"This is just the ending point for now," Velasquez said.
Velasquez joined the Phillies in December as the key piece in the Ken Giles trade with Houston. He made the rotation out of Spring Training and opened his Phillies' career in dramatic fashion. He pitched six scoreless innings against the Mets on April 9 and struck out 16 in a shutout against the Padres on April 14.
He finished 8-6 with a 4.12 ERA in 24 starts, striking out 152 batters and walking 45 in 131 innings. He spent some time on the disabled list in June with a strained right biceps. He struggled in the second half to pitch deep into games as he routinely racked up high pitch counts.
"Things could have turned around a lot better, but things happen," Velasquez said.
But he said he learned a lot.
"I dealt with a lot of adversity and failure and managed to somehow pick myself back up and finish strong," he said. "On a serious note, I think I've matured pretty well."
He said he plans to learn a lot more in the final month of the season, too.
"Just sit down, watch the game and learn as I go," Velasquez said. "It's not the end of the road now. It's all about learning the game and knowing how to get better for next year. This game is fun to learn. That's pretty much all I'm going to do."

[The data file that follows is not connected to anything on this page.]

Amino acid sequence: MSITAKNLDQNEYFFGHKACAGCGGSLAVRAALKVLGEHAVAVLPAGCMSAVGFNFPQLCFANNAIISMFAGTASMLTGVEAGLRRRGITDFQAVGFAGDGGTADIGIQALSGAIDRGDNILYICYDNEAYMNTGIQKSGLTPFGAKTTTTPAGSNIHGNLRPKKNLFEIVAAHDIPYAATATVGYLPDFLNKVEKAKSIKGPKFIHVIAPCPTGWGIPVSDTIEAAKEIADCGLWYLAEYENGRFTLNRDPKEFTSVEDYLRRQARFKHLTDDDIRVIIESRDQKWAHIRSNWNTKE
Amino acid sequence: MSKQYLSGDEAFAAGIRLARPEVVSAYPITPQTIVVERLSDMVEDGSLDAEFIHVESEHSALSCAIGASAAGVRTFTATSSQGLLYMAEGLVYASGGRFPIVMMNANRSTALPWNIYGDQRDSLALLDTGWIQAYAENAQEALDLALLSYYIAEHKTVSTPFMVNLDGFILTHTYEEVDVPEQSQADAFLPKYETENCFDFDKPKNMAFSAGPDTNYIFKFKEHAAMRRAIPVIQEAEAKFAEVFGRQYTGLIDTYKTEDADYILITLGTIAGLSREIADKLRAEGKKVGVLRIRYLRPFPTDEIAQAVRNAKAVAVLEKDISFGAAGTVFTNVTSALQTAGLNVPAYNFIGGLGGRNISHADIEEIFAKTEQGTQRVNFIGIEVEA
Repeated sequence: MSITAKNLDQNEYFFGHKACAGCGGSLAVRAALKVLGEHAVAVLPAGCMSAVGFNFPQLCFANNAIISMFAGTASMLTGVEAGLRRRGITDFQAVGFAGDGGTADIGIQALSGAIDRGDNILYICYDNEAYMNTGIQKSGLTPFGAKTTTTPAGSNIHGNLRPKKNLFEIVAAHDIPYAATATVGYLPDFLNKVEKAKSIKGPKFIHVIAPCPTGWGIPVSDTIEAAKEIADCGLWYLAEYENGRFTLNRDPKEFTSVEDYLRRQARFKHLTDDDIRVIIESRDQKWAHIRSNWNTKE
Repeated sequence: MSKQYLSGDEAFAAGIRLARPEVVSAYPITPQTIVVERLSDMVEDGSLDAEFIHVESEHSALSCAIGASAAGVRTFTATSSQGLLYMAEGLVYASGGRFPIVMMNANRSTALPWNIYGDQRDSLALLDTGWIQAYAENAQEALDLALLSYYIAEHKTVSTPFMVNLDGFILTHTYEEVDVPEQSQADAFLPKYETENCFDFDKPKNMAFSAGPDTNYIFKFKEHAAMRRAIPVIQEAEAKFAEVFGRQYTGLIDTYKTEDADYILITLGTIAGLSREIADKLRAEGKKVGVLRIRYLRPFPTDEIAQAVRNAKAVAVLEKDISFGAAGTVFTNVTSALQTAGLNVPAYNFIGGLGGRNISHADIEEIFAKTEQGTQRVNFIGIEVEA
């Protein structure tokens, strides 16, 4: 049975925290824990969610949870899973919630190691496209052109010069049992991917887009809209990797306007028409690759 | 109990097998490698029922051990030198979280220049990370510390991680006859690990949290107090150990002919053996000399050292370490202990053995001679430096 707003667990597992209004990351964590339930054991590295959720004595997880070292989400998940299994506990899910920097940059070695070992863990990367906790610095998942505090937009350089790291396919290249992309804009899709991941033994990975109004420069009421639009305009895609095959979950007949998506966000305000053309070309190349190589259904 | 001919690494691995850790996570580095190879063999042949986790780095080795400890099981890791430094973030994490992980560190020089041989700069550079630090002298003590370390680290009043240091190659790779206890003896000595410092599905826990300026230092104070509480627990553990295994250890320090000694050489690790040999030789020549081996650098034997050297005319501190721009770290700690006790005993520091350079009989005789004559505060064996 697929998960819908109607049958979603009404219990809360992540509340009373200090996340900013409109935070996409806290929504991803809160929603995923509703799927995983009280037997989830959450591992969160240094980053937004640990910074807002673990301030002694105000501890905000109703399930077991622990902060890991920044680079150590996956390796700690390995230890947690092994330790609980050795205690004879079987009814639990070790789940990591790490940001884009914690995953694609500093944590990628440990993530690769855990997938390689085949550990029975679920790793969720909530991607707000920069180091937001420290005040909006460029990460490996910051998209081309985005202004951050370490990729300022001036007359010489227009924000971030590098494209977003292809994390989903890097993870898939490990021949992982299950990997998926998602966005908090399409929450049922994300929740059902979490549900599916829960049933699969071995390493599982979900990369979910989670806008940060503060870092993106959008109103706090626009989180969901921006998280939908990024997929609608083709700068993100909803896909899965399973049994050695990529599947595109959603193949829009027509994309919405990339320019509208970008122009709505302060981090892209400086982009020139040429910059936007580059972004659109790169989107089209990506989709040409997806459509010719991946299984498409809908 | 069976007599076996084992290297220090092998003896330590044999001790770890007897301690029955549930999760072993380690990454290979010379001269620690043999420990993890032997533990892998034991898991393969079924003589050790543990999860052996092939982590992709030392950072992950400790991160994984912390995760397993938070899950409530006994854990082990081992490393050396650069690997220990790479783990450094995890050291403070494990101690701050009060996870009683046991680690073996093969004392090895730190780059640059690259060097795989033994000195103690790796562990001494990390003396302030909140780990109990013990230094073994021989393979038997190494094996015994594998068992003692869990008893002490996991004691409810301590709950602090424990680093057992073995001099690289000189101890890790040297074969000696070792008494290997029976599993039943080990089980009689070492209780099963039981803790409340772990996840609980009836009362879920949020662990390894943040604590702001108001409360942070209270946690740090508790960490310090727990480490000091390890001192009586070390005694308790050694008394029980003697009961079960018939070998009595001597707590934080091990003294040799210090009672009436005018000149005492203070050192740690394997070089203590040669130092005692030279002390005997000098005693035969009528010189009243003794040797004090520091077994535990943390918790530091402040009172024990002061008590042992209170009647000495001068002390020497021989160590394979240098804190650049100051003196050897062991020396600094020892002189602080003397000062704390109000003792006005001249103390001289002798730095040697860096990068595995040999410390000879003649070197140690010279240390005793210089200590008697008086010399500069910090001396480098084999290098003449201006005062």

In fact, Phillies catcher A.J. Ellis gave Velasquez a homework assignment for September. Velasquez has always enjoyed watching Zack Greinke pitch. In fact, he said he sees some similarities with their fastballs and power changeups, so Ellis has asked Velasquez to spend the rest of the month watching Greinke pitch last season when he was with the Dodgers.
"With the Dodgers it was just phenomenal how he utilized his changeup that much and protected his fastball," Velasquez said. "I'm kind of like the same way. I think that's pretty much the objective. Just go back to last year's film and watch what he does and pretty much apply it to myself for next year."
For Velasquez to take another step next season he will have to polish his secondary pitches and pitch deeper into games. He knows this.
"He had a good season when you look at it, all things considered," Phillies manager Pete Mackanin said.
Todd Zolecki has covered the Phillies since 2003, and for MLB.com since 2009. Read his Phillies blog The Zo Zone, follow him on Twitter and listen to his podcast. This story was not subject to the approval of Major League Baseball or its clubs.